Former Ranger Pitchers in the Far East
You sometimes feel melancholy and spend a brief time thinking about former colleagues, ex’s, or friends you haven’t seen in a long time. The summer has gone and the fall has come. Leaves are falling off tree. It’s this time of year.
Baseball fans aren’t exempt. We sometimes think about former players who are long gone. Here, I checked in with 11 former Ranger hurlers who pitched in east Asia in 2015.
Without further ado, here are their current statuses:
The lizard-eating right-hander enjoyed a stellar first season in the NPB with the Yomiuri Giants, posting a superb 1.92 ERA, striking out 107, walking just 23, yielding a .205/.239/.288 opposing line in 145.0 innings in order to record a 2.48 FIP, good for the third-best mark among qualified Central League starters. Over the course of the season, he showed a noticeable improvement in his zone-hitting ability. According to the Japanese media, Mikolas is opted to head back to the major leagues this off-season, with several MLB clubs being after him. The Rangers are rumored to be front runners.
Sold to Yomiuri with Mikolas, the southpaw started 24 games in their rotation alongside the lizard eater. Poreda had respectable numbers in 2015 as he struck out 101, walked 46, gave up 133 hits, including six home runs in 147.0 innings. But don’t let his 2.94 ERA fool you. The Central League as a whole had a 3.24 ERA in 2015, which was one of the lowest offensive environments in recent league history. So Poreda’s numbers were only marginally better than average.
After logging just 1.2 innings in his brief stint with the Rangers, Fujikawa went back to Japan to pitch for an independent ball team named Fighting Dogs, which is surprisingly not owned by Michael Vick, in his native Kochi prefecture. Fujikawa started 6 games, logging 33 innings, gave up five runs, struck out 47 while walking only three, allowing one long ball to a miniscule 0.82 ERA.
The Mexican righty, in his second year with the Nippon Ham Fighters, had an adequate campaign where he started 24 games in the same rotation with future Rangers ace Shohei Otani. Even though he induced a tons of ground outs (a 47.6 GO rate) to a 3.58 ERA, he seriously lacked whiffs, striking out just 85 while walking a more than tolerable 62 batters in 145.2 innings. But his best moment in 2015 was probably becoming a dad when his first son was born in May.
In his injury-ridden second year with the Yokohama DeNA BayStars, the Venezuelan started just 11 game in addition to four relief appearances, recording a pedestrian 5.19 while punching out 54 and walking 27 in 60.2 innings.
A 19-year professional ball veteran who threw all 2.1 innings for the Rangers in 2005, the 36-year old hurler has spent last 6 seasons in the NPB. He has split time between the Hanshin Tigers and Fukuoka Softbank Hawks. This past season, Standridge pitched to contact, striking out 81, issuing 44 free passes, posting a 3.74 and a .275/.334/.396 opposing line while adopting a Japanese girl to his family.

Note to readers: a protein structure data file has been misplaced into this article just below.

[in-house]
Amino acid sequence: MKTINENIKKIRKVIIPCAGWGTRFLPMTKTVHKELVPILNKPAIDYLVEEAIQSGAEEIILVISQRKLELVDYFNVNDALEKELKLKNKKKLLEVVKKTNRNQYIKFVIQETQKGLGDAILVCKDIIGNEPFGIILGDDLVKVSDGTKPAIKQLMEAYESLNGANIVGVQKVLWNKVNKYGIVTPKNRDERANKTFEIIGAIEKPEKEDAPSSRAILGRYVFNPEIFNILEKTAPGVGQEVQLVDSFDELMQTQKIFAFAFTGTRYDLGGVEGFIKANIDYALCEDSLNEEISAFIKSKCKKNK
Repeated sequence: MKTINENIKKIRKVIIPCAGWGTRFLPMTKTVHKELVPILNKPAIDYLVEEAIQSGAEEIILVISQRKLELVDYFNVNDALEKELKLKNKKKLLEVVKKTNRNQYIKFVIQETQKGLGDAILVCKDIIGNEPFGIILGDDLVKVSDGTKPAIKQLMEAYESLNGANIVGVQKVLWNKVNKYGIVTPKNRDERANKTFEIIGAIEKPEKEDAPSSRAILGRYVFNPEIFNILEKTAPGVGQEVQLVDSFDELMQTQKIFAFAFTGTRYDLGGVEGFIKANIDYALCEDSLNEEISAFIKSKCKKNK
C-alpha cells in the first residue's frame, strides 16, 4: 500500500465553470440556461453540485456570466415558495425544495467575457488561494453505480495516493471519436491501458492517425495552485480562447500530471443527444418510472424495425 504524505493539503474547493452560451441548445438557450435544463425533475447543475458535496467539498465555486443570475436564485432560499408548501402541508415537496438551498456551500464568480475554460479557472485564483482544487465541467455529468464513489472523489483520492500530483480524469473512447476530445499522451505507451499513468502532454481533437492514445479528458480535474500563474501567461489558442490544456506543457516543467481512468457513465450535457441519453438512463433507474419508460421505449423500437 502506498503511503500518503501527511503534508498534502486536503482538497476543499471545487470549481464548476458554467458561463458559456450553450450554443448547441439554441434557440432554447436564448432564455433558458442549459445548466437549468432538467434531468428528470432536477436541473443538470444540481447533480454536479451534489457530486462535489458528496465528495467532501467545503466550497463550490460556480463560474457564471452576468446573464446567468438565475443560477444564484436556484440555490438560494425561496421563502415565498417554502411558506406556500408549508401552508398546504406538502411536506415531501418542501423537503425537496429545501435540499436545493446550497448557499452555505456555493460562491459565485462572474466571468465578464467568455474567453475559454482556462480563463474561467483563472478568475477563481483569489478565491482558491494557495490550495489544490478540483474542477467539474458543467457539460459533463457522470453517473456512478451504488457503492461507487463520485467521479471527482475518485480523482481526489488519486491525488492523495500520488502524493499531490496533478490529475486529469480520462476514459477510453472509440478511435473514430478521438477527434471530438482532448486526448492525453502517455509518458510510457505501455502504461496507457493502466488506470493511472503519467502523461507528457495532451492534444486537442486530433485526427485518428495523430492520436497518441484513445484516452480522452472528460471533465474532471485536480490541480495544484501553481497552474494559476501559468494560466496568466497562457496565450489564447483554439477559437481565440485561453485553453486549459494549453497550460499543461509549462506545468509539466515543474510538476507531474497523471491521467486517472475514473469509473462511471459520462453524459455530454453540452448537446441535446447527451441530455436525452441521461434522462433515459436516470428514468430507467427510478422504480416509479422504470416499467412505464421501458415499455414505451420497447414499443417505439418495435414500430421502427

Remember the tall right-hander who spent three years in the Rangers bullpen in the late 2000s? After his stint with the Rangers, Nippert signed with the Doosan Bears of the Korean Baseball Organization, where he’s spent last five years. The West Virginia native has seen his numbers worsened in each of the five seasons with Doosan, as his ERA has gone from 2.55 in 2011 to 5.10 in 2015 in which he suffered from a series injuries. His career may have come to and end.
The right-hander was acquired by the Rangers as a part of the return for Michael Young, before eventually shipped away to Oakland with Craig Gentry. After spending most of 2014 in AAA, Lindblom crossed the Pacific to pitch for the Lotte Giants. He put up a solid 3.56 ERA, surrendered 28 long balls, struck out 180 while walking 52 in 210. innings.
Germano was one of the six million players the Rangers used in the injury-plagued, disastrous 2014, where he threw 5.1 innings and coughed up an 11.81 ERA. After starting the season with the Mariners’ AAA club in 2015, Germano signed with the KT Wiz on July 1st, posting a 4.93, which was slightly worse than the league’s average, struck out 40 while walking 15 in 76.2 innings.
Irwin started one game for the Rangers in 2014 before inking a deal with KT, where he posted an abysmal 9.16 RA/9, means that he gave up more than nine runs per nine innings. The righty somehow logged 56 innings before being released on June 15, a couple of weeks before his former teammate Germano’s arrival to the team. Given these numbers, there’s no doubt why the Wiz went 53-91 in 2015.
Yet another member from the 2014 squad, the 29-year old southpaw tossed 177.1 innings, gave up 101 runs on 202 hits, including 23 four-baggers, yet managed a better-than-league-average 4.67 ERA while striking out 137 and walking 61.
Next time, I’ll take a look at position players.